Background and objectives Autoimmune arthritides affect a significant proportion of the population and mean heavy burdens to patients. Despite of intensive research, the underlying pathological mechanisms are not completely understood yet. Our workgroup previously published that the Syk tyrosine kinase is essential in experimental arthritis in mice. Probably, Syk expression in multiple cell lines is responsible for this effect. Neutrophils, platelets and mast cells are crucial participants in experimental arthritis and Syk is an important component of their immunoreceptor (-like) signalling pathways among in vitro conditions. Here, we investigated whether Syk expression is required in these cell lines for the development of autoantibody-induced arthritis.
Materials and methods Neutrophil-, platelet- and mast cell-specific Syk deletion was achieved by crossing MRP8, PF4 or Mcpt5 promoter-driven Cre recombinase transgenic (MRP8-Cre, PF4-Cre or Mcpt5-Cre) animals with Sykflox/flox mice (MRP8-Cre Sykflox/flox, PF4-Cre Sykflox/flox and Mcpt5-Cre Sykflox/flox, respectively). The efficacy and specificity of lineage-specific deletion was analysed by Western-blot on neutrophil, platelet and mast cell lysates. Experimental arthritis was induced by a single intraperitoneal injection of K/BxN serum and was assessed by clinical scoring, ankle thickness measurements and by testing articular function.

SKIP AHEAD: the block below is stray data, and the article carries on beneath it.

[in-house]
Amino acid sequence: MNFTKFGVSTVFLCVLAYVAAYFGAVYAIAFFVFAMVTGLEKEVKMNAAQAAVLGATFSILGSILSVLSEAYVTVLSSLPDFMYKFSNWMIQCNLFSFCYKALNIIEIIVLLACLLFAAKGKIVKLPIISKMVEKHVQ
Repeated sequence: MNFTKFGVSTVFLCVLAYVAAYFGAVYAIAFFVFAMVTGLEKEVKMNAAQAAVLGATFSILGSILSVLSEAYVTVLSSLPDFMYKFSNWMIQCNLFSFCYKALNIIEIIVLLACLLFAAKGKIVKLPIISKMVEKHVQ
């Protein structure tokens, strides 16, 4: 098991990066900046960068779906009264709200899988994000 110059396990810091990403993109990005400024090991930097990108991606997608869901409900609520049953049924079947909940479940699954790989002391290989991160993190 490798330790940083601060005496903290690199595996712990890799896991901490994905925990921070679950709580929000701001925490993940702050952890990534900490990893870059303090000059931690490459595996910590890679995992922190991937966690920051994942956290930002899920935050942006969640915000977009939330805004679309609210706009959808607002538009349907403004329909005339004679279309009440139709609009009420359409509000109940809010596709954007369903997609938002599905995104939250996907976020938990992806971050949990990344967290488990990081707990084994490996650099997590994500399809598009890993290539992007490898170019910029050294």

Results In contrast to the wild type animals, neutrophils of the MRP8-Cre Sykflox/flox mice, platelets of the PF4-Cre Sykflox/flox mice and mast cells of Mcpt5-Cre Sykflox/flox mice did not express Syk, while their macrophages had normal levels of the protein. Interestingly, PF4-Cre Sykflox/flox and Mcpt5-Cre Sykflox/flox mice showed a similar disease phenomenon as their wild type controls. The changes of the clinical score, the ankle thickening and the articular dysfunction did not differ significantly in the three groups. Meanwhile, neutrophil-specific Syk deletion resulted in a severe attenuation of the disease.
Conclusions Our results indicate that − in contrast to the expectations − the presence of Syk in platelets and mast cells is not required for the development and progression of experimental arthritis, while Syk expression in neutrophils is indispensable for the pathogenesis.
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